No more paper as FBI goes all-digital

The Federal Bureau of Investigation (FBI) has upgraded from a paper-filing system to a digital case management system at a cost of more than $600 million.

Aug 16, 2012
By Paul Jacques

The Federal Bureau of Investigation (FBI) has upgraded from a paper-filing system to a digital case management system at a cost of more than $600 million.

The US agency’s all-digital system – called Sentinel – features a web browser-style user interface that allows agents to enter and review information about cases or suspects.

Agents can do quick searches to see if one of their cases has any similarities to other cases, an improvement which should speed up investigations. Additionally, agents can electronically sign documents using an identification badge reader.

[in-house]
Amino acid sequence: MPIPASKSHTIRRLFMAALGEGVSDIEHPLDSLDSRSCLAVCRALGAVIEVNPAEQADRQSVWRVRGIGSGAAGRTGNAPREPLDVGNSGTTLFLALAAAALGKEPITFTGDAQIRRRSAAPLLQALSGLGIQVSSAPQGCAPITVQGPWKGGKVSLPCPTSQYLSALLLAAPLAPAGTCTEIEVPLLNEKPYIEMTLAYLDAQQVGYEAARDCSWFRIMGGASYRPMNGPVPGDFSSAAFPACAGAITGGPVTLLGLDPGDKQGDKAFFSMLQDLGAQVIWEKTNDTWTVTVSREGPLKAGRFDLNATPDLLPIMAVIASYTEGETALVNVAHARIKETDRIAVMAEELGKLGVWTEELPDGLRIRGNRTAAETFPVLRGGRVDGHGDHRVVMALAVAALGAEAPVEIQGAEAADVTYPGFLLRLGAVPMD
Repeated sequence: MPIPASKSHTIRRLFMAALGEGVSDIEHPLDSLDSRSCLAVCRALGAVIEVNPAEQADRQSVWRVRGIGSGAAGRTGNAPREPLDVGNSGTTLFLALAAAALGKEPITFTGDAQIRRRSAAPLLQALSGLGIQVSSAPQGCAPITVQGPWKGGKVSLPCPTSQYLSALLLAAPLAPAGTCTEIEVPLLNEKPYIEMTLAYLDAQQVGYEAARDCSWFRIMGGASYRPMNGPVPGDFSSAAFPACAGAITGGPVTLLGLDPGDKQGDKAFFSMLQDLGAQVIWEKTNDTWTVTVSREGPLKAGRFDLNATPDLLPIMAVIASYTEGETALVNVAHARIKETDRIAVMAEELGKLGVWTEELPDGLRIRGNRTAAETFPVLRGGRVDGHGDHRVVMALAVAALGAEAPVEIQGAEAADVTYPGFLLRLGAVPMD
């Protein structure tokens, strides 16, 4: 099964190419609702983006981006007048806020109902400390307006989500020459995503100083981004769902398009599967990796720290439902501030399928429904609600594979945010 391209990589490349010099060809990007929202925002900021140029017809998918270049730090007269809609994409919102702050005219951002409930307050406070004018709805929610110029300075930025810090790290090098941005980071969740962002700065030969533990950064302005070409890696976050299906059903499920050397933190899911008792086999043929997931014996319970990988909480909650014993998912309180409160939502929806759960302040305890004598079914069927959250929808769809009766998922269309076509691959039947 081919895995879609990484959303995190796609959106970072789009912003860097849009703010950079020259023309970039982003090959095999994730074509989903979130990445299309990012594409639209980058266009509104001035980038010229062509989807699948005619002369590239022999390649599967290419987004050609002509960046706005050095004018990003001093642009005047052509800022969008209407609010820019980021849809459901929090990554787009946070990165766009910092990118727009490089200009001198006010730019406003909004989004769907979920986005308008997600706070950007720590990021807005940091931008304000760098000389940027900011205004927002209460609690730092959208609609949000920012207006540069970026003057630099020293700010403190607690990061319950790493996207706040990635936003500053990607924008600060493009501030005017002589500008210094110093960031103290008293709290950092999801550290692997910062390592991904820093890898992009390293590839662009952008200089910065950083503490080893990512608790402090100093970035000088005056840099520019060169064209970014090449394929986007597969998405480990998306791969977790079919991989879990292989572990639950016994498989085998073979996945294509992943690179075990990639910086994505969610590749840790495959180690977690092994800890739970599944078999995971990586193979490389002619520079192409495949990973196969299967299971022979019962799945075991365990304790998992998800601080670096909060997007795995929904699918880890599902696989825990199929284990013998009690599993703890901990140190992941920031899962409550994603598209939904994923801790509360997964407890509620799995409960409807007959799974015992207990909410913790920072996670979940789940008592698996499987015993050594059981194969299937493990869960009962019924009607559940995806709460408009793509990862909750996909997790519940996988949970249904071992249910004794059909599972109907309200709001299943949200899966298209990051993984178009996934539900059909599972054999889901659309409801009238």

Elements of Sentinel have been in use by FBI agents for months, but the agency made the full switch to digital filing last month. The software sees about 20,000 users a day.

“The deployment of Sentinel is an important step forward for FBI’s information technology,” said FBI Director Robert Mueller.

A digital filing system became a top priority for the FBI after the attacks of September 11, 2001. The Sentinel project began in 2005, but was stalled by budgetary disputes.

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